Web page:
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Article Title:
How Do You Get To Easy Street?

Article Description:
I got an email from a friend this week. She has started 
work on a new business venture but has gotten distracted by 
family matters. One phrase in her email stood out. "This is 
not as easy as I had planned." Her words got me thinking 
about the expectation that doing something new should be 

Additional Article Information:
1172 Words; formatted to 65 Characters per Line
Distribution Date and Time: Wed Apr 19 04:39:59 EDT 2006

Written By:     Kalinda Rose Stevenson
Copyright:      2006
Contact Email:  mailto:[EMAIL PROTECTED]

Article URL: 

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How Do You Get To Easy Street?
Copyright © 2006 Kalinda Rose Stevenson
No Money Limits

"Hard work has made it easy. That is my secret. That is why I 
win."  --- Nadia Comaneci

        I got an email from a friend this week. She has started 
work on a new business venture but has gotten distracted by 
family matters. One phrase in her email stood out. "This is not 
as easy as I had planned."

        Her words got me thinking about the expectation that 
doing something new should be "easy."

        One of the biggest of the big lies of our times is that 
success should be easy.  I did a search on Google on the word 
"easy." Google brought back 2,490,000,000 websites. Look at that 
number.  Almost two and a half billion web pages using the word 

        The expectation that success should be "easy" has been 
drilled into us by too many get rich quick schemes, too many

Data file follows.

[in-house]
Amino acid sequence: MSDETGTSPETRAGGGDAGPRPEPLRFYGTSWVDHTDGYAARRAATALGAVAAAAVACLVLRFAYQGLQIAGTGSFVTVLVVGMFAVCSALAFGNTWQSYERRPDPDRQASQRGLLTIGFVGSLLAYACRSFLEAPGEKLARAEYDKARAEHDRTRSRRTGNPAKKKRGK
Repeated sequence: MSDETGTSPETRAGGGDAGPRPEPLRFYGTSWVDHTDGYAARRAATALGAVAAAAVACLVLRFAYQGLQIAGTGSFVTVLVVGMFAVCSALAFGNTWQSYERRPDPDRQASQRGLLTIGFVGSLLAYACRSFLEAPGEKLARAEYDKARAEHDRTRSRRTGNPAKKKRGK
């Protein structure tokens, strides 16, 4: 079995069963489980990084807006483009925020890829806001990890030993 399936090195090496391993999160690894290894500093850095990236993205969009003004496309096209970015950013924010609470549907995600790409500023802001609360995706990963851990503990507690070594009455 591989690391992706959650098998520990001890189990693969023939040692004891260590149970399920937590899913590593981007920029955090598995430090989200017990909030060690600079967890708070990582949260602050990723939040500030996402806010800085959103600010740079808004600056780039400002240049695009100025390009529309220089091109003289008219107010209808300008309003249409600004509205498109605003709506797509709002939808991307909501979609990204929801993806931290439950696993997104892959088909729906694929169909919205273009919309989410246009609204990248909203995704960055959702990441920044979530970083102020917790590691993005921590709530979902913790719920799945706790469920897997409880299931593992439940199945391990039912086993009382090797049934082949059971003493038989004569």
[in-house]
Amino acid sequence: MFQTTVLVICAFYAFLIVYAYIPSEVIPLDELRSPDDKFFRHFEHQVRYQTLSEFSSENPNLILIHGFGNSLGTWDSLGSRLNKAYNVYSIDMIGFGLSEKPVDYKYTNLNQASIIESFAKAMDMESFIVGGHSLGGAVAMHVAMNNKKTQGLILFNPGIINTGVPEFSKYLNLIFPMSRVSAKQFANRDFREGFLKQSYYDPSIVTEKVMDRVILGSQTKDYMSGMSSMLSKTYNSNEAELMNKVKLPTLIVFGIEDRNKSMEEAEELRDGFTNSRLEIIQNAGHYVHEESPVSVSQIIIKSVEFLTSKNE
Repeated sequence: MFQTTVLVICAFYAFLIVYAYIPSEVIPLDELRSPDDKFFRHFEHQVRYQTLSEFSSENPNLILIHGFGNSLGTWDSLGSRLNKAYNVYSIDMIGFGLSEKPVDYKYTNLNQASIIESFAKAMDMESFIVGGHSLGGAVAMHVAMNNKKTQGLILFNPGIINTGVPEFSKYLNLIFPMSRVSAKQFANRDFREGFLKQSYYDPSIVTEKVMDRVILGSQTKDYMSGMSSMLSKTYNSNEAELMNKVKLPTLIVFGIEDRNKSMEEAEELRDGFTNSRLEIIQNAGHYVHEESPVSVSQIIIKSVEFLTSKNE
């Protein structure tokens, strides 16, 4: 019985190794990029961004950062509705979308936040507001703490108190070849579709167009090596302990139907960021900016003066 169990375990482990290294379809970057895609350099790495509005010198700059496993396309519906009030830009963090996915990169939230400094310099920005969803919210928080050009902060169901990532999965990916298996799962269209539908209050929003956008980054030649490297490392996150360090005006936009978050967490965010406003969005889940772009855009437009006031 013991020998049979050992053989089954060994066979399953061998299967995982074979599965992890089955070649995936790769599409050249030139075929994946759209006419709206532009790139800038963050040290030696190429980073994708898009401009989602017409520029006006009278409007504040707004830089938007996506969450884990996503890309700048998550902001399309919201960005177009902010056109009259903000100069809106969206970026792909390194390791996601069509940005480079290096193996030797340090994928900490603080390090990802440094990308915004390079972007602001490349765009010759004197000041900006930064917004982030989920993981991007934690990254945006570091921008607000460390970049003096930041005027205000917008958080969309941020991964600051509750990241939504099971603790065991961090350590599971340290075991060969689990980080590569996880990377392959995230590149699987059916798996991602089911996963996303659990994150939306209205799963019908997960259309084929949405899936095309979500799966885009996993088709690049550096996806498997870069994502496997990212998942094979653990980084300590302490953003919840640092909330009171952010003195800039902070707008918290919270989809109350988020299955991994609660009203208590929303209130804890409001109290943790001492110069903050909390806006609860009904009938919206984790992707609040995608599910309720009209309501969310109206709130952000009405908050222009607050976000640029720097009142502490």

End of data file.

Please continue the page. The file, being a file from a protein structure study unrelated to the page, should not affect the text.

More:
promises of instant success, and too many sales claims that 
some product will make things easy for you.  Easy, easy, easy.

        This is especially evident on the internet.  We hear 
too many stories about 24 hour promotions leading to a million 
dollars in sales, without knowing how many years lay behind that 
instant success.

        Speaking for myself, I'd like to find success on the 
road named Easy Street. Unfortunately, taking a stroll down Easy 
Street does not usually lead to success. Easy Street is usually 
a dead end road, leading nowhere.

        If success is so easy, why do so few people succeed? The 
truth is that success is rarely easy. Most successful people 
attribute their success to hard work. And hard work is not easy.

"If you like things easy, you'll have difficulties; if you like 
problems, you'll succeed." --- Laotian Proverb

        I used to teach Biblical Hebrew to theological students. 
Hebrew is not an easy language for English-speaking adults to 
learn. The alphabet consists only of consonants. Vowels are 
noted with a system of lines and dots. And words are written 
from right to left. One of my students approached me one day 
after class early in the semester, and with great frustration 
asked, "How can I ever learn this stuff?"

        I knew that Mike was a professional pianist and singer 
and had left a successful career as an opera singer to start 
theological seminary. I asked him if he could read music.  He 
seemed a bit annoyed that I would even ask such a question, and 
said, "Of course." Then I asked if he knew how to read music the 
first time he looked at a sheet of music. He looked startled and 
then I saw a flicker of awareness in his eyes. He got my point. 
I didn't have to say anything else.

        Reading music had become so easy for Mike that he no 
longer had to think about it.  Learning to read Hebrew is no 
harder than learning to read music. It is also not easy.  
Learning any new skill involves hard work and it also takes 
time to learn. Stephen Covey traces the stages of development 
from unconsciously incompetent, to consciously incompetent, 
to consciously competent, to unconsciously competent.